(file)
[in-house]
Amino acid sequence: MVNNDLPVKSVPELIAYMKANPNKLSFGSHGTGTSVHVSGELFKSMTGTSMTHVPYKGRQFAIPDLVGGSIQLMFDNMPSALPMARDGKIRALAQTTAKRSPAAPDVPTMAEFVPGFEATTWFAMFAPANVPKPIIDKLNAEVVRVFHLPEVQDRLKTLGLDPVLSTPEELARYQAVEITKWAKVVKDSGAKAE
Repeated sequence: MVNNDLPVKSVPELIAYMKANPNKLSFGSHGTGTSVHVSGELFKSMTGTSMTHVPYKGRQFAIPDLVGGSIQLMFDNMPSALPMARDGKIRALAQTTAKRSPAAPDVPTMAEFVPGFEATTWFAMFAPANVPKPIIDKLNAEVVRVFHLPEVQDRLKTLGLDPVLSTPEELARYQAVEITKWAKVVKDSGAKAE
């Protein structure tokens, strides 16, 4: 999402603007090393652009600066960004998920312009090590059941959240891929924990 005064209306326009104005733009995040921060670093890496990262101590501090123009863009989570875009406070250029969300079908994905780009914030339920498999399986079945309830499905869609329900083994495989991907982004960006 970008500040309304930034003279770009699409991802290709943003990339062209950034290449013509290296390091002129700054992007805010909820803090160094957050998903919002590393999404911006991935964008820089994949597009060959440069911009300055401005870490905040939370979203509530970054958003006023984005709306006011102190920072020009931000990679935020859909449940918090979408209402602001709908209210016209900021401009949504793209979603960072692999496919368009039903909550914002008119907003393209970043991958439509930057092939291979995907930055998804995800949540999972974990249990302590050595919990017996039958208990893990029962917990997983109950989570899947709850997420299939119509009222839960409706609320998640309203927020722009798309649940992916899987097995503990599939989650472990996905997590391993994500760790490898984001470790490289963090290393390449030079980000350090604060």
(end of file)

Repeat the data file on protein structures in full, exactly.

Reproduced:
[in-house]
Amino acid sequence: MVNNDLPVKSVPELIAYMKANPNKLSFGSHGTGTSVHVSGELFKSMTGTSMTHVPYKGRQFAIPDLVGGSIQLMFDNMPSALPMARDGKIRALAQTTAKRSPAAPDVPTMAEFVPGFEATTWFAMFAPANVPKPIIDKLNAEVVRVFHLPEVQDRLKTLGLDPVLSTPEELARYQAVEITKWAKVVKDSGAKAE
Repeated sequence: MVNNDLPVKSVPELIAYMKANPNKLSFGSHGTGTSVHVSGELFKSMTGTSMTHVPYKGRQFAIPDLVGGSIQLMFDNMPSALPMARDGKIRALAQTTAKRSPAAPDVPTMAEFVPGFEATTWFAMFAPANVPKPIIDKLNAEVVRVFHLPEVQDRLKTLGLDPVLSTPEELARYQAVEITKWAKVVKDSGAKAE
């Protein structure tokens, strides 16, 4: 999402603007090393652009600066960004998920312009090590059941959240891929924990 005064209306326009104005733009995040921060670093890496990262101590501090123009863009989570875009406070250029969300079908994905780009914030339920498999399986079945309830499905869609329900083994495989991907982004960006 970008500040309304930034003279770009699409991802290709943003990339062209950034290449013509290296390091002129700054992007805010909820803090160094957050998903919002590393999404911006991935964008820089994949597009060959440069911009300055401005870490905040939370979203509530970054958003006023984005709306006011102190920072020009931000990679935020859909449940918090979408209402602001709908209210016209900021401009949504793209979603960072692999496919368009039903909550914002008119907003393209970043991958439509930057092939291979995907930055998804995800949540999972974990249990302590050595919990017996039958208990893990029962917990997983109950989570899947709850997420299939119509009222839960409706609320998640309203927020722009798309649940992916899987097995503990599939989650472990996905997590391993994500760790490898984001470790490289963090290393390449030079980000350090604060």